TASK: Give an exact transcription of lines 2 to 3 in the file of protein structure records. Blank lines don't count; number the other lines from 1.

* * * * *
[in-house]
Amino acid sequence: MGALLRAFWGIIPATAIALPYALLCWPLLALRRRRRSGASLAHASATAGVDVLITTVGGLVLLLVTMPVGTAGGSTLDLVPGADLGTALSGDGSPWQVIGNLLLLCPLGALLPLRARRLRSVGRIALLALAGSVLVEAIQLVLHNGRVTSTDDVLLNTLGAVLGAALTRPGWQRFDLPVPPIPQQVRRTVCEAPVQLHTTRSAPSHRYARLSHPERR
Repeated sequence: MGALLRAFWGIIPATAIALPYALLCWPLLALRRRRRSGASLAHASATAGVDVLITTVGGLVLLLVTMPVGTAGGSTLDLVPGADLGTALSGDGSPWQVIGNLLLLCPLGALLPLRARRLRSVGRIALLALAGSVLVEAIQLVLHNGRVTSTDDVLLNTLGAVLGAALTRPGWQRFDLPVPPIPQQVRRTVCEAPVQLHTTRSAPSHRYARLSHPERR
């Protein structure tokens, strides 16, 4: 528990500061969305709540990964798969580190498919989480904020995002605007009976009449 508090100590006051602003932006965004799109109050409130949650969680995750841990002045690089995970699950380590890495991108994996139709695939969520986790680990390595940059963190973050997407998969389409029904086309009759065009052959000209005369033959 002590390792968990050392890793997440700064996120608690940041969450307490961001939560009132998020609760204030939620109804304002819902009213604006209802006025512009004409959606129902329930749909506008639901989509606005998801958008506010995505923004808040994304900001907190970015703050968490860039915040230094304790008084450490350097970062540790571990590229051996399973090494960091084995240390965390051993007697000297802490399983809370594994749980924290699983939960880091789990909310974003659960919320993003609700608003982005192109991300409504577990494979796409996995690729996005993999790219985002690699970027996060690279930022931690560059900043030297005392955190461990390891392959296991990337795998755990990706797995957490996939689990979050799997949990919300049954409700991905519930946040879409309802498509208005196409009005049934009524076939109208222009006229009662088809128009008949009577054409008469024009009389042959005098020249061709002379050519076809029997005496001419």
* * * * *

Amino acid sequence: MGALLRAFWGIIPATAIALPYALLCWPLLALRRRRRSGASLAHASATAGVDVLITTVGGLVLLLVTMPVGTAGGSTLDLVPGADLGTALSGDGSPWQVIGNLLLLCPLGALLPLRARRLRSVGRIALLALAGSVLVEAIQLVLHNGRVTSTDDVLLNTLGAVLGAALTRPGWQRFDLPVPPIPQQVRRTVCEAPVQLHTTRSAPSHRYARLSHPERR
Repeated sequence: MGALLRAFWGIIPATAIALPYALLCWPLLALRRRRRSGASLAHASATAGVDVLITTVGGLVLLLVTMPVGTAGGSTLDLVPGADLGTALSGDGSPWQVIGNLLLLCPLGALLPLRARRLRSVGRIALLALAGSVLVEAIQLVLHNGRVTSTDDVLLNTLGAVLGAALTRPGWQRFDLPVPPIPQQVRRTVCEAPVQLHTTRSAPSHRYARLSHPERR